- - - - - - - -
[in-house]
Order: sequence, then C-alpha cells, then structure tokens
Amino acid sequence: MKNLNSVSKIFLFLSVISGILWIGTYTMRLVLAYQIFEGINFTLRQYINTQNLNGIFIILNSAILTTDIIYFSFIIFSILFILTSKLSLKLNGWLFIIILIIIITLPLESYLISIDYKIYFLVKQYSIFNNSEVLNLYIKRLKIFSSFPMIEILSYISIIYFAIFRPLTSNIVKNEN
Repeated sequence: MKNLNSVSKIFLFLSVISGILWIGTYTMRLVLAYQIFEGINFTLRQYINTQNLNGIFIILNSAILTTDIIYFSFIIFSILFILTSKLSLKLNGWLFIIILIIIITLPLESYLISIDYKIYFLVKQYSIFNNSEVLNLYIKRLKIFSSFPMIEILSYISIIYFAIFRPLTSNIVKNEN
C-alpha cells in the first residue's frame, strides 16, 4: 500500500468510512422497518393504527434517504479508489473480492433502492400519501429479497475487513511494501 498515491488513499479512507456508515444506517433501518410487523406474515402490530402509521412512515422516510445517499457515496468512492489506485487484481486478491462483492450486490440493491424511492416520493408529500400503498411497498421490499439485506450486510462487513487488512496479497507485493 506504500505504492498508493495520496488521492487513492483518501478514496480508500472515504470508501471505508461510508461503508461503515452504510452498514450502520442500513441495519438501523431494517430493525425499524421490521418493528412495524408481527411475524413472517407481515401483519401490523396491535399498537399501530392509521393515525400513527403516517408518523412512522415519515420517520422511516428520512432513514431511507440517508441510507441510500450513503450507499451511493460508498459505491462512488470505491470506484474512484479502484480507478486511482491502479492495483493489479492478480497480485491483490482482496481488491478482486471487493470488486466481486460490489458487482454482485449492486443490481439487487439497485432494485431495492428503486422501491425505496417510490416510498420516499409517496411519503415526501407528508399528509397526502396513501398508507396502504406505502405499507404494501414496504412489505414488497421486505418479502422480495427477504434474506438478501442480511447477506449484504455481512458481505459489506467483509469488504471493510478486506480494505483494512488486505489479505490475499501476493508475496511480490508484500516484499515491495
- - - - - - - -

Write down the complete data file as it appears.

[in-house]
Order: sequence, then C-alpha cells, then structure tokens
Amino acid sequence: MKNLNSVSKIFLFLSVISGILWIGTYTMRLVLAYQIFEGINFTLRQYINTQNLNGIFIILNSAILTTDIIYFSFIIFSILFILTSKLSLKLNGWLFIIILIIIITLPLESYLISIDYKIYFLVKQYSIFNNSEVLNLYIKRLKIFSSFPMIEILSYISIIYFAIFRPLTSNIVKNEN
Repeated sequence: MKNLNSVSKIFLFLSVISGILWIGTYTMRLVLAYQIFEGINFTLRQYINTQNLNGIFIILNSAILTTDIIYFSFIIFSILFILTSKLSLKLNGWLFIIILIIIITLPLESYLISIDYKIYFLVKQYSIFNNSEVLNLYIKRLKIFSSFPMIEILSYISIIYFAIFRPLTSNIVKNEN
C-alpha cells in the first residue's frame, strides 16, 4: 500500500468510512422497518393504527434517504479508489473480492433502492400519501429479497475487513511494501 498515491488513499479512507456508515444506517433501518410487523406474515402490530402509521412512515422516510445517499457515496468512492489506485487484481486478491462483492450486490440493491424511492416520493408529500400503498411497498421490499439485506450486510462487513487488512496479497507485493 506504500505504492498508493495520496488521492487513492483518501478514496480508500472515504470508501471505508461510508461503508461503515452504510452498514450502520442500513441495519438501523431494517430493525425499524421490521418493528412495524408481527411475524413472517407481515401483519401490523396491535399498537399501530392509521393515525400513527403516517408518523412512522415519515420517520422511516428520512432513514431511507440517508441510507441510500450513503450507499451511493460508498459505491462512488470505491470506484474512484479502484480507478486511482491502479492495483493489479492478480497480485491483490482482496481488491478482486471487493470488486466481486460490489458487482454482485449492486443490481439487487439497485432494485431495492428503486422501491425505496417510490416510498420516499409517496411519503415526501407528508399528509397526502396513501398508507396502504406505502405499507404494501414496504412489505414488497421486505418479502422480495427477504434474506438478501442480511447477506449484504455481512458481505459489506467483509469488504471493510478486506480494505483494512488486505489479505490475499501476493508475496511480490508484500516484499515491495